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Germany: Law Restricting Airbnb and Other Vacation Rentals Takes Effect in Berlin

(May 24, 2016) On May 1, 2016, a law prohibiting the illegal repurposing of residential housing without a permit took effect in Berlin, following the end of a two-year transitional period. The law aims to combat the growing housing shortage in Berlin.  “Illegal repurposing of residential housing” is defined as use of the entire home as a vacation rental, use for commercial or other professional purposes, structural modification or use in a way that renders it unsuitable as a private dwelling, leaving the dwelling vacant for more than six months, or demolishing the dwelling.  (Gesetz über das Verbot der Zweckentfremdung von Wohnraum [Zweckentfremdungsverbot-Gesetz] [ZwVbG] [Act on the Prohibition of Illegal Repurposing of Housing], Nov. 29, 2013, Gesetz- und Verordnungsblatt für Berlin [BLN GVBl.] [Berlin Gazette of Laws and Ordinances] 2013 at 626, Berliner Vorschrifteninformationssystem; Verordnung über das Verbot der Zweckentfremdung von Wohnraum [Zweckentfremdungsverbot-Verordnung] [ZwVbVO] [Regulation on the Prohibition of Illegal Repurposing of Housing], Mar. 4, 2014, BLN GVBl. 2014 at 73, Berliner Vorschrifteninformationssystem.)

The agency in charge has discretion to grant a permit to allow the repurposing in special circumstances. Home owners without a permit will incur a fine of up to €100,000 (about US$112,000).  In addition, Berlin encourages neighbors to report illegally repurposed apartments on its website.  (Act on the Prohibition of Illegal Repurposing of Housing; Regulation on the Prohibition of Illegal Repurposing of Housing.)

Overview

The Act does not ban all vacation rentals or other ways of repurposing residential housing. Renting out a single room without a permit remains possible, if the owner or tenant still occupies 50% or more of the living space, including the kitchen and bath.  (Act on the Prohibition of Illegal Repurposing of Housing § 2, ¶2, no. 5.)  The burden of proof is on the owner or tenant.  (Id. § 2, ¶ 3.)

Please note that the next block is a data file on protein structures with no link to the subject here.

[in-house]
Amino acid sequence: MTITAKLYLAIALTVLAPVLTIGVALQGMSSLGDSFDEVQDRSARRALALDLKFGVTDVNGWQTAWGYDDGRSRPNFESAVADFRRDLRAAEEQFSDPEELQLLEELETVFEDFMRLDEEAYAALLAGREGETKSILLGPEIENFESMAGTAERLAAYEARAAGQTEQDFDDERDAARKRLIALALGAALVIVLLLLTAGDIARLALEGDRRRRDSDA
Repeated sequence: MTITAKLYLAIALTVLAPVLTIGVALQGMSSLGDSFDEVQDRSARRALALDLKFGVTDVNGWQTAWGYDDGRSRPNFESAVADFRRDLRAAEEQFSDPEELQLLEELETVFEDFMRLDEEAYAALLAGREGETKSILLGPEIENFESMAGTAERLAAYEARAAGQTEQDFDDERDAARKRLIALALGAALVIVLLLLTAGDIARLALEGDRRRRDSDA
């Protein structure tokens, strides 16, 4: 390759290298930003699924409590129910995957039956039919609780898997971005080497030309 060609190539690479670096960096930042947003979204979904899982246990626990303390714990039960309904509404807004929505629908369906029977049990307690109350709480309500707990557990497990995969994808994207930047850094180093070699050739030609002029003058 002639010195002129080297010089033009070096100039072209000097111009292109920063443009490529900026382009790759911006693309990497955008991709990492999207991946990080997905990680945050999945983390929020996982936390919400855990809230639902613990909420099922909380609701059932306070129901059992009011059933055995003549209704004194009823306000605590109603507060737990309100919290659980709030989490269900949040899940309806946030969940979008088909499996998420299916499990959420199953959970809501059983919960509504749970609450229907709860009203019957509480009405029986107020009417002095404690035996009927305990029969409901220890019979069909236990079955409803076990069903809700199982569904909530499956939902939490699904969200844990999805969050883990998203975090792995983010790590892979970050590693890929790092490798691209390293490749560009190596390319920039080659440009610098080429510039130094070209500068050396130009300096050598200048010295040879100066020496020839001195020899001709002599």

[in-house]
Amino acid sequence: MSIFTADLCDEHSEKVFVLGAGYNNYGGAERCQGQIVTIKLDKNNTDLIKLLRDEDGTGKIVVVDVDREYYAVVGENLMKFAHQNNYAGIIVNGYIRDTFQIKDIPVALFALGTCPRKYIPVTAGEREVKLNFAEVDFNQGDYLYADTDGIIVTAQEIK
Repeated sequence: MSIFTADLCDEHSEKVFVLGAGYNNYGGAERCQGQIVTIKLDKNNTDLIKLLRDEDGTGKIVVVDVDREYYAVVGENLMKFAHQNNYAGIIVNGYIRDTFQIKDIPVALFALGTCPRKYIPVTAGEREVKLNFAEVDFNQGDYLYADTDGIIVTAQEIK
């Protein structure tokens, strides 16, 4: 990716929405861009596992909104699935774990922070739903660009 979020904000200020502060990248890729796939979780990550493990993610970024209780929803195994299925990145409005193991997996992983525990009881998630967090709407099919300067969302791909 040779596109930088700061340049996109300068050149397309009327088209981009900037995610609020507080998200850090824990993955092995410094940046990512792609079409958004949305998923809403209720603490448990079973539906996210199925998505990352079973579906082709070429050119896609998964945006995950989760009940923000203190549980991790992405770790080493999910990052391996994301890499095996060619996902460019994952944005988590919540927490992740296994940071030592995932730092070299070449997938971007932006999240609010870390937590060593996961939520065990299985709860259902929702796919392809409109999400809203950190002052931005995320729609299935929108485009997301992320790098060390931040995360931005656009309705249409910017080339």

Special circumstances that justify the issuance of a permit for repurposing of housing include legitimate private interests that outweigh the public interest of combatting the housing shortage or if a suitable replacement property is provided. The city can charge a fee for the issuance of the permit to compensate for the loss of housing.  (Id. § 3, ¶ 1.)  A legitimate private interest exists if the refusal of a permit would jeopardize the economic existence of the owner/tenant or if the property is not worthy of preservation.  (Id. § 3, ¶ 3.)

Related Developments

The online vacation rental portal Airbnb has petitioned the Berlin government to exempt the company from the law. The Parliamentary State Secretary for Construction and Housing in Berlin, Engelbert Lütke Daldrup, refused the request, saying that the prohibition is needed to prevent an exacerbation of the housing shortage in the city.  He added that he expects Airbnb to act in accordance with the law and to remind its users that even short-term rentals require a permit and that there are high fines for a violation of the law.  (Press Release, Senatsverwaltung für Stadtentwicklung und Umwelt [Senate Administration for Urban Development and the Environment], Zweckentfremdungsverbot: Keine Ausnahme für Ferienwohnungsportal Airbnb [Prohibition on Illegal Repurposing: No Exception for Vacation Rental Portal Airbnb] (Mar. 24, 2016), BERLIN.DE.)

As a result of the law’s adoption, after the two-year transitional period ended, Airbnb listings in Berlin dropped by 40% in one month. (Matt Payton, Berlin Stops Airbnb Renting Apartments to Tourists to Protect Affordable Housing, INDEPENDENT (May 1, 2016).)

Wimdu, a competitor of Airbnb, together with the company ApartmentAllianz, has filed a lawsuit against Berlin in the Administrative Court of Berlin, claiming that the law violates article 12 (freedom of occupation) and article 14 (property) of the German Basic Law, the country’s constitution. A decision is expected in the summer.  (Press Release, Wimdu, Wimdu hat gegen Verbot von Ferienwohnungen Klage gegen Stadt Berlin eingereicht – rasche Entscheidung wird erhofft [Wimdu Has Filed a Lawsuit Against the City of Berlin Against the Prohibition to Use Homes as Vacation Rentals – We Hope for a Swift Decision] (Apr. 14, 2016), WIMDU.DE; Basic Law for the Federal Republic of Germany (May 23, 1949, as amended through July 11, 2012), BGBl. I at 1, as amended, GERMAN LAWS ONLINE (unofficial English translation).)